Help with your tech - an AbilityNet volunteer offers advice

When an AbilityNet volunteer arrives in your home to help you with your technology you can rest assured they will have extensive know-how. Many come from significant careers in the Information Technology (IT) sector, and bring with them years of experience, as is the case with Myles Pilling.

Our volunteers help older people and disabled people to use technology to achieve their goals at home, at work, in education and online. They do this by assisting people remotely or visiting them in the comfort of their own homes to provide in-person support. Speaking about his experience Myles said: "In volunteering for AbilityNet I have found myself helping mainly older people including those with Macular Degeneration, Parkinson's and stroke survivors. I have helped people who require assistance with developing their access or finding a solution to their problems. Usually it's a case of finding a technological solution that suits their own preferences."

Meet our volunteer Myles

A photo of volunteer Myles, smiling facing the cameraBefore becoming a volunteer for AbilityNet Myles was a special schools teacher for 30 years, then an IT SEN (Special Educational Needs) Adviser for 10 years providing IT hardware and software for pupils with special needs and complex needs. For the last six years he has been running his own business AccessAbility Solutions, has been a County Co-ordinator for AbilityNet's network of volunteers in Wiltshire and Myles is also a Co-director of the British Assistive Technology Association (BATA).

Coming from an IT background many of our volunteers are experts with technology, but they also often learn new things as part of the experience of volunteering. We asked Myles to tell us about some of the technology he enjoys using and has seen change people's lives:

An Amazon Echo Dot, black on a white backgroundAbout smart speakers

"I'm particularly enjoying using smart speakers at the moment. The Echo Dot and Google Mini Home are both affordable and useful, particularly for the visually impaired. The Echo Dot can provide music and books to listen to and with the right setup you can also control your heating and TV with your voice. The Google Home with a Chromecast device attached to your TV makes using Netflix, which has 150 films with audio description, very easy to access."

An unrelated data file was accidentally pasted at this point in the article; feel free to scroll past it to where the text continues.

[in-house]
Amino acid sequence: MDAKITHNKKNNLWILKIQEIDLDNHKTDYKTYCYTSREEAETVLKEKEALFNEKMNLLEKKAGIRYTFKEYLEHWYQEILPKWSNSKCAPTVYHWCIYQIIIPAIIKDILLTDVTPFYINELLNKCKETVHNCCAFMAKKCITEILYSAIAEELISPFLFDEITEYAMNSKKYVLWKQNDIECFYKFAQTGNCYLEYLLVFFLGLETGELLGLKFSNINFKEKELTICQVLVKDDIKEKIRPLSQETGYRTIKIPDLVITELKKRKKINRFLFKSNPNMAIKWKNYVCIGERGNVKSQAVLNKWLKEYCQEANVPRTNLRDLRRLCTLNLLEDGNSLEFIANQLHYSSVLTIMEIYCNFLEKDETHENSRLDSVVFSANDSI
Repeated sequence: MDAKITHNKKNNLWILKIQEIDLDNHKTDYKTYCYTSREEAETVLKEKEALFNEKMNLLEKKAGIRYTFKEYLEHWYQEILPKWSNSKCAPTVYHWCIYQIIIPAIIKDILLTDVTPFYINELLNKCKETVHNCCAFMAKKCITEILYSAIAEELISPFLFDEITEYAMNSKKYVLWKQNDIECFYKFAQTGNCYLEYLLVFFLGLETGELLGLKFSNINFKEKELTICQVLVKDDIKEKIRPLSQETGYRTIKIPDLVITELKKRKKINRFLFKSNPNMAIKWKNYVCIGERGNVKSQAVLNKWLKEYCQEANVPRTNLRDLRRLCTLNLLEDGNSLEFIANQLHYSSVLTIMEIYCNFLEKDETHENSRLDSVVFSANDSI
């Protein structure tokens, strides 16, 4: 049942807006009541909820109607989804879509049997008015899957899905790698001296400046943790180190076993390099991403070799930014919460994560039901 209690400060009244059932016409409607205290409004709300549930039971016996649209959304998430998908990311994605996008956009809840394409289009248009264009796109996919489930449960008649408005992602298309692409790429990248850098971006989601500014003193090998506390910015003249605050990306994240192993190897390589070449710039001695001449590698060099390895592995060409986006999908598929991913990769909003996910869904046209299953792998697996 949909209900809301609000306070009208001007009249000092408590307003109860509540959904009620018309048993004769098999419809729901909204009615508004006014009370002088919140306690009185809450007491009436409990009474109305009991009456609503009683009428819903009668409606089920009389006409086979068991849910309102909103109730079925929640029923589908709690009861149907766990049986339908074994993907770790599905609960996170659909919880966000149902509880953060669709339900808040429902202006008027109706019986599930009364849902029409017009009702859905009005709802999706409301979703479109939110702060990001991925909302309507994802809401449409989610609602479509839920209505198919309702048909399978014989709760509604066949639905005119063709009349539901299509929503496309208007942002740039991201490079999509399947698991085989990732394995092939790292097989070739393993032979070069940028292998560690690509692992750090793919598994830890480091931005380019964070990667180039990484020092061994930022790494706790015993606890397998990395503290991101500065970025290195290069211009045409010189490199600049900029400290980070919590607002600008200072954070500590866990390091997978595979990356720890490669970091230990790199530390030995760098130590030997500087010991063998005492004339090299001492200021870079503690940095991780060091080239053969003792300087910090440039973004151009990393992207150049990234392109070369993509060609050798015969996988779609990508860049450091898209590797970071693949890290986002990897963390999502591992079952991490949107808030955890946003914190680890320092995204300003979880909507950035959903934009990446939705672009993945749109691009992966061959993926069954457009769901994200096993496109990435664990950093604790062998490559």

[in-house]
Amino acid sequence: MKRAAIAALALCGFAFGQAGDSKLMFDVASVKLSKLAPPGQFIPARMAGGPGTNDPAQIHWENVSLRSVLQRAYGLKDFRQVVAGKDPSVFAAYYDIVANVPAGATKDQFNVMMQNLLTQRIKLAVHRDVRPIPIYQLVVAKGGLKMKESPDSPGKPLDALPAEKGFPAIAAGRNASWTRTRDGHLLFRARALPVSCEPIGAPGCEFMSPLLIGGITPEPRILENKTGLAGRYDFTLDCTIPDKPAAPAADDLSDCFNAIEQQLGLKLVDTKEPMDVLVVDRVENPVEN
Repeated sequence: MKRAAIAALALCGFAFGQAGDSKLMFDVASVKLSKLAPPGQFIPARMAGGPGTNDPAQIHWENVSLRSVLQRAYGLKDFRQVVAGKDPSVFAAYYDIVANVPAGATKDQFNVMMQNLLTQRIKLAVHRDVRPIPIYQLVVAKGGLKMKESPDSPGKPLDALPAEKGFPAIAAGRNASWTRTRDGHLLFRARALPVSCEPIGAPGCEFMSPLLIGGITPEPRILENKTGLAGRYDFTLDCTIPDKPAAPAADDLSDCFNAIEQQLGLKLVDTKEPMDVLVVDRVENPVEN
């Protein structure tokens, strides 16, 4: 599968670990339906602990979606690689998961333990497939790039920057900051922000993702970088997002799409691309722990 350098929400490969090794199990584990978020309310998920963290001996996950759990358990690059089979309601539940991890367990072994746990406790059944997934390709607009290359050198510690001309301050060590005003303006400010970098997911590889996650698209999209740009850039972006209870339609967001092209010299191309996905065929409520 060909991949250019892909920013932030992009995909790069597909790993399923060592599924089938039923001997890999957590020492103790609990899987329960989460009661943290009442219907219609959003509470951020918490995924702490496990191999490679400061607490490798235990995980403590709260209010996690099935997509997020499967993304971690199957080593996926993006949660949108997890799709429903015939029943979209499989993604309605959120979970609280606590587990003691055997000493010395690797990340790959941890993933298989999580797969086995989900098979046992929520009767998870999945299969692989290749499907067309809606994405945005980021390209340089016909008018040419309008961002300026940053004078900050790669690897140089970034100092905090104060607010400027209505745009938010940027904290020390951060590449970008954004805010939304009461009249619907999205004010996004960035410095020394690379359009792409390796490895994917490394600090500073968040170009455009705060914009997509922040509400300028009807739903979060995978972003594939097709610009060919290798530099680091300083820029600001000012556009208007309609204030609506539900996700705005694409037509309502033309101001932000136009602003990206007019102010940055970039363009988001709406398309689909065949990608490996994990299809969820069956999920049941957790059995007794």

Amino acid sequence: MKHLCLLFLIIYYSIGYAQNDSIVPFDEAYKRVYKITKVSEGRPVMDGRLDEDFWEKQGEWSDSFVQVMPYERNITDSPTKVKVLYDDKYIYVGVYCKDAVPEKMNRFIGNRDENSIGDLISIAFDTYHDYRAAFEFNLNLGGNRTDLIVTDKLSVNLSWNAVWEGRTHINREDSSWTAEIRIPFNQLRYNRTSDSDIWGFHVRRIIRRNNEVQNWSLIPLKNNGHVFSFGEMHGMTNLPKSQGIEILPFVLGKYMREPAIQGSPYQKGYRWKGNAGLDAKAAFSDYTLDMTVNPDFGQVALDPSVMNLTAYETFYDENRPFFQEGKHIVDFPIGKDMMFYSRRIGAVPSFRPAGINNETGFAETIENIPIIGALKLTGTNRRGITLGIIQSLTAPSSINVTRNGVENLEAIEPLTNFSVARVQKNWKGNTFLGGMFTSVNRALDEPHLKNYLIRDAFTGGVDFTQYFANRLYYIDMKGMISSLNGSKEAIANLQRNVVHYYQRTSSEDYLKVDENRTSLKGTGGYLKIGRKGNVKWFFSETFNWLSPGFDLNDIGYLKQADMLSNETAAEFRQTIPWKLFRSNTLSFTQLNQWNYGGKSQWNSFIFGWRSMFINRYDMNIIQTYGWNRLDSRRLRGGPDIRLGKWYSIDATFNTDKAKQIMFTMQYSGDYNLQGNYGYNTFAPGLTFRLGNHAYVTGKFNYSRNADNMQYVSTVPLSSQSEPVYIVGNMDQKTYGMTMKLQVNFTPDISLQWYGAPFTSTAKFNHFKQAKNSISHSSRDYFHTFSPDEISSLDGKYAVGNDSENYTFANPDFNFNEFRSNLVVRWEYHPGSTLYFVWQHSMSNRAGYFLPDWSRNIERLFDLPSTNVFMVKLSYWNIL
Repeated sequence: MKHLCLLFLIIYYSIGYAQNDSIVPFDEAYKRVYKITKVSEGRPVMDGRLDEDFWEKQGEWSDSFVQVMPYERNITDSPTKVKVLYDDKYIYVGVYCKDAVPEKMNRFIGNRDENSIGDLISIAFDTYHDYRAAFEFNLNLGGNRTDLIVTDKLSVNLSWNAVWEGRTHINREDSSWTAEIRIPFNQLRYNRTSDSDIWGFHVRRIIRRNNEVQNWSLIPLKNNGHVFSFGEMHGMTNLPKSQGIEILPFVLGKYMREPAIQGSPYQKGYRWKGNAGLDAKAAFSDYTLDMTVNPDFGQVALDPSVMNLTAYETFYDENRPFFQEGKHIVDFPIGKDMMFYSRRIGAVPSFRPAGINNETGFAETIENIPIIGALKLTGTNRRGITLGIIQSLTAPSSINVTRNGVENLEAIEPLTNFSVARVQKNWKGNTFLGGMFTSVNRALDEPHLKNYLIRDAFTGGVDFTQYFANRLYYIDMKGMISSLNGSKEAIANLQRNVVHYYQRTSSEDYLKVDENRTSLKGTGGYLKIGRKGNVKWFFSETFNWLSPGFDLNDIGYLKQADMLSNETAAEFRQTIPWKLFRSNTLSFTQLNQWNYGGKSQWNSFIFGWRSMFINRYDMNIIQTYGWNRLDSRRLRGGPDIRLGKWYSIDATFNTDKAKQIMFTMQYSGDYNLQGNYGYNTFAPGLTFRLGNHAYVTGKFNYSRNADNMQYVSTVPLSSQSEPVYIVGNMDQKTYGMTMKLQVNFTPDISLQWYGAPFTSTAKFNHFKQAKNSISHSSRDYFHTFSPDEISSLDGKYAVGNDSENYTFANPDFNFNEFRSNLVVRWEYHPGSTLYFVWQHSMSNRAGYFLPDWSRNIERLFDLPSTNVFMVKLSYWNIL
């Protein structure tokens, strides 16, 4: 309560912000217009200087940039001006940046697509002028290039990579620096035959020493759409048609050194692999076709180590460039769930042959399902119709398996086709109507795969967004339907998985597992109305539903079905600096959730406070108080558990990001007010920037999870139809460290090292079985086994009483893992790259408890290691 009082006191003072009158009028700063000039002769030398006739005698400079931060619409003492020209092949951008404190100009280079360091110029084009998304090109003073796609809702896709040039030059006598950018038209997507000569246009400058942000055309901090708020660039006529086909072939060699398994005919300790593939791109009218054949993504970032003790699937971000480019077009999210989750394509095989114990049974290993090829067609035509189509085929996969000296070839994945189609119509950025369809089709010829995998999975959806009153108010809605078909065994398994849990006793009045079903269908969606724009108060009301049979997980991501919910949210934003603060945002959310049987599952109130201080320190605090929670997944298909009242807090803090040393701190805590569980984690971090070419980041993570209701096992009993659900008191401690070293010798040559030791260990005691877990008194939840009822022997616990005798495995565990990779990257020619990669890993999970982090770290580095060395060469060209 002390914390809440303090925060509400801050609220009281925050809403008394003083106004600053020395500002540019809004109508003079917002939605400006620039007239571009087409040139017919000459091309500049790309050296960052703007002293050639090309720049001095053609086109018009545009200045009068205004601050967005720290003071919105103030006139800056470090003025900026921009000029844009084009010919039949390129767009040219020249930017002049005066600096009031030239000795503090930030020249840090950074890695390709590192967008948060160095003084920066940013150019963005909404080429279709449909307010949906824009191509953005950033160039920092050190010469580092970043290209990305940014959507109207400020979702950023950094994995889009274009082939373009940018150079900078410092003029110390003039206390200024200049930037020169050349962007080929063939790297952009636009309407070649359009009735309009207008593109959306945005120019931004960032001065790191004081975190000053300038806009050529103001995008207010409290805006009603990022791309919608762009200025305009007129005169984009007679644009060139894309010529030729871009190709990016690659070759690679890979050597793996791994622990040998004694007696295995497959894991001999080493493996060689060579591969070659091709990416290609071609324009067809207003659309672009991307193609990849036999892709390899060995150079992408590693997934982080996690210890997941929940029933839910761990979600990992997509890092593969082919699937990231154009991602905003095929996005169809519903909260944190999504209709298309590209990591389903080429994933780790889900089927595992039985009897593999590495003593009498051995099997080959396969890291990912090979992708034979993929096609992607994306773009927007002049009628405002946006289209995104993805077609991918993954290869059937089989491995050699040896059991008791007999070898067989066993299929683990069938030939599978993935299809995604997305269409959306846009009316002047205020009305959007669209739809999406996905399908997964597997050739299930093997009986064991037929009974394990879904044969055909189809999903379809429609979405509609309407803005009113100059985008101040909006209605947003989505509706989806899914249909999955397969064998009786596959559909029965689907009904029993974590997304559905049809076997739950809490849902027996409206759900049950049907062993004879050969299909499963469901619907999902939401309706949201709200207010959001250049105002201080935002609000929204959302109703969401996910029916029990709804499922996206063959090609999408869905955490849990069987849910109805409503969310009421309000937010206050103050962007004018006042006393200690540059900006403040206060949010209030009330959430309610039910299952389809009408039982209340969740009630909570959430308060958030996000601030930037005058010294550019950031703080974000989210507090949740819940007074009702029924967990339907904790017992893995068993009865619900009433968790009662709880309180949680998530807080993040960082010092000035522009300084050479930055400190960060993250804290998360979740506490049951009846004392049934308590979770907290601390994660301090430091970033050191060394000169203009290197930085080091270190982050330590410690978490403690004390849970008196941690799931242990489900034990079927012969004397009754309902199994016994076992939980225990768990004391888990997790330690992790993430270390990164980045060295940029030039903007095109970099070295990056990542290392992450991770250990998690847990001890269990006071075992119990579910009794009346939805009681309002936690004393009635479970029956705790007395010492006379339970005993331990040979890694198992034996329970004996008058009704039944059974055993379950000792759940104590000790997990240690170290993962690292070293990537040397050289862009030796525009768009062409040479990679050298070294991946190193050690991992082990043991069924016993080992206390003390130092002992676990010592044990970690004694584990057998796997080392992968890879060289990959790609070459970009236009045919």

About virtual assistants

"I'm very impressed by what virtual assistants can now do! Composing an email through your smart phone and using the Google Assistant app it gives instructions throughout the process. Siri, a virtual assistant that is part of Apple's operating system, allows you to perform tasks on your phone, ask questions and get recommendations using your voice. For those with little or no hand function it is essential to be able to control your technology with your voice."

About Orcam MyEye

A man wearing te Orcam MyEye device which clips onto a standard pair of glasses and can recognises every day products "The Orcam MyEye is a very clever device. Maggie, somebody I've helped as a volunteer, says it's the single most useful device she uses as she needs to read the written research she has published during her career. Maggie also says she would not have known about it had an AbilityNet volunteer not told her about it. It is not a cheap solution I'm afraid, but it's worth the money if it allows you to take control back in your life and regain independence."

We recently caught up with Myles and Maggie to find out more about her experience and the support she has received from Myles - watch the video below:

Simple solutions are sometimes better

Myles is a big fan of technology as you can tell, but he recognises simple solutions are sometimes better: "One moment I found especially memorable is when I sourced a three button phone for a blind lady so that she could continue to use the phone she was used to. It is so important to meet the person's preferences, even if it means not using the latest technology. In this case the latest technology would not have helped her and would have made her life more complicated. Having more functions to a phone doesn't make it more functional for some people I have found."

Request help with your technology 

Myles is part of a network of 300+ AbilityNet volunteers that support people across the UK. "It's a pleasure and a privilege to be able to be an AbilityNet volunteer. Such a vital role we play. Not only in making the technology work, but to make it work in a way that the person we're helping wants it to. The human connection we offer is so valued as we understand the needs of the user and find the most appropriate way of solving problems."

If you’d like to use your IT skills to support people you can enquire on our website about becoming an AbilityNet ITCanHelp Volunteer in your local area.

If you or someone you know could benefit from free IT support at home you can request a home visit on our website, call our helpline on 0800 269 545 or email us at